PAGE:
Golden Compass gets "M" Rating

Ie. not suitable for anyone under 15years old. Good on the Australian Censors for that one. Mind you, it puts it in the category of the more recent Harry Potter films, and that didn’t stop kids from going to see it.

Our Communications office sent me Fr Peter Malone’s review today. Fr Malone is the director of the film desk at SIGNIS: The World Association of Catholic Communicators. His review can be read online here, and obviously this review has been reissued for the Australian context as well. But given the “M” rating, that does mean that Fr Malone’s suggestion that “the film should appeal to its boys and girls target audience – and the adults will probably enjoy it too” is a bit off.

The version of the review I received (which I expect is the version that will be reprinted here in Australian Catholic magazines) is actually an abbreviated version of the full on-line review. The review on-line begins with the disclaimer that this “is a statement on the film and the film itself, not the novel Northern Lights on which the film is based, or other Pullman novels – which I have not read.” One can’t help but wonder what Fr Malone’s reaction to the film would have been if he had read them.

Given that he hasn’t read the books, his credulity can perhaps be forgiven. He is concerned that a movie is being condemned before it has been seen. Fair enough. But we have never said the movie was the problem. The problem is that when kids see a movie, they often want to read the books (which have already begun to reappear on the shelves of Australian bookshops) — and the books ARE a problem.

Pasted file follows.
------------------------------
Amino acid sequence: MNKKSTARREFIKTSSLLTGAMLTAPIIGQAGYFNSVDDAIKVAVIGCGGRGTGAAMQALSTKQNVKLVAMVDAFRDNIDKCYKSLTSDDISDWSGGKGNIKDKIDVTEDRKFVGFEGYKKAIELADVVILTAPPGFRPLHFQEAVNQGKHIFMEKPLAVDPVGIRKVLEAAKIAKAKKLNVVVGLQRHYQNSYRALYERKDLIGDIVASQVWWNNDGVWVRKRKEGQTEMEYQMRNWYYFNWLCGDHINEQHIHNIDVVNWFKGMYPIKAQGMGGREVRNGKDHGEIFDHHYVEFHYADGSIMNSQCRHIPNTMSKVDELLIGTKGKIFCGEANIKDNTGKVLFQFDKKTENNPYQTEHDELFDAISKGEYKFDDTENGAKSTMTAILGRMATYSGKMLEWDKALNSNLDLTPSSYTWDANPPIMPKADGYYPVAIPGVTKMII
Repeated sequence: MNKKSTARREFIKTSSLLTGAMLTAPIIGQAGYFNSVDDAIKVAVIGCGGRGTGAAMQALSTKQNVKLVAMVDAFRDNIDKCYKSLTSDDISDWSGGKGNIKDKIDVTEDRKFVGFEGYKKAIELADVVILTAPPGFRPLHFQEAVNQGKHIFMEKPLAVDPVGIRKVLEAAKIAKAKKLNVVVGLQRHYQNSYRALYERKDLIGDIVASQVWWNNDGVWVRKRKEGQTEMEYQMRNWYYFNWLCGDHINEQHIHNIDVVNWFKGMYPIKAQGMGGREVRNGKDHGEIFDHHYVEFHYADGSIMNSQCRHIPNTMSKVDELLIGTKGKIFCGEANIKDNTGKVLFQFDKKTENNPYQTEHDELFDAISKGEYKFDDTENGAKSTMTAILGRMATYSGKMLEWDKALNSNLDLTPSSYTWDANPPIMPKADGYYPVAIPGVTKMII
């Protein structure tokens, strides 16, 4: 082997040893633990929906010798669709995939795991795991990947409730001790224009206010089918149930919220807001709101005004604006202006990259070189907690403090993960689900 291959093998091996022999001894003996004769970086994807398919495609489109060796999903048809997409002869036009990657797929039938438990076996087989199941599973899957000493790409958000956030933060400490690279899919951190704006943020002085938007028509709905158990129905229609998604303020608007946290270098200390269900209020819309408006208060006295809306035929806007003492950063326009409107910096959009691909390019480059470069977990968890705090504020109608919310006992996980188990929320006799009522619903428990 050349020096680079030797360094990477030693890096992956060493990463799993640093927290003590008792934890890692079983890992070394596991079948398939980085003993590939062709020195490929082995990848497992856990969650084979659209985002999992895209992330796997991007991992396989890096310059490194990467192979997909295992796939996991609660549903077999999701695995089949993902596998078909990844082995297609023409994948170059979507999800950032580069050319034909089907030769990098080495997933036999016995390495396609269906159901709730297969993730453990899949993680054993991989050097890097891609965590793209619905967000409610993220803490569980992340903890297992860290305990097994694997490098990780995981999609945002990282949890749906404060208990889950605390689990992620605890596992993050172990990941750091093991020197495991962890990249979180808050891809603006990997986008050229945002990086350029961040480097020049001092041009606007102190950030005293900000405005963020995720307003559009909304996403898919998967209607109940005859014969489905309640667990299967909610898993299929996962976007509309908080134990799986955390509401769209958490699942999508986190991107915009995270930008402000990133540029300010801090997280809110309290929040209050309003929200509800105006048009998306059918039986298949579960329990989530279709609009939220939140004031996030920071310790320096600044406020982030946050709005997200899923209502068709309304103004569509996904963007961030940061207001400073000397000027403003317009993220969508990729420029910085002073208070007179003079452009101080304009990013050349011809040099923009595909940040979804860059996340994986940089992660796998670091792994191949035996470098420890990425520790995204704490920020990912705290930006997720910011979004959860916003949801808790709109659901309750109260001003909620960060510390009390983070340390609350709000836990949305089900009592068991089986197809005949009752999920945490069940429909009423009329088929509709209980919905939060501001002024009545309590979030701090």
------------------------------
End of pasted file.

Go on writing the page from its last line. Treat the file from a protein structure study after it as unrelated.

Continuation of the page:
Here are some of Fr Malone’s more naive questions:

Allowing that Pullman is critical of religion [understatement of the year] and professes atheism, is the faith of the ordinary Catholic, the ordinary reader and cinemagoer so slight that it can be rocked or undermined by The Golden Compass? [This is like asking: could Eve have been tempted to disobey God by a snake over an apple?]

Do books and films like Harry Potter or The Golden Compass actually provide opportunities for parents and teachers to communicate with their children on a different level from teaching and doctrine and raise key questions about the nature of God, the nature of faith, the need for redemption? [Harry Potter is not in the same league as The Golden Compass; but in answer to the question, yes, of course–as long as you engage them in the conversation]

Is Pullman’s creating of The Magisterium a critique (as he claims) of authoritarian religion and his ’death of God’ rather a critique that should mean the death of false images of God (like the stern allegedly Old Testament God of vengeance) which we could all agree with? [Naive, Fr Malone. Read the books]

Is Pullman advocating some kind of ’authoritative’ religion which is marked by integrity, responsibility and adult interaction and compassion? [What? Again, read the books, Fr Malone]

I take his point about not criticising a film unseen, but it seems a little disingenuous to defend a story that one hasn’t read.

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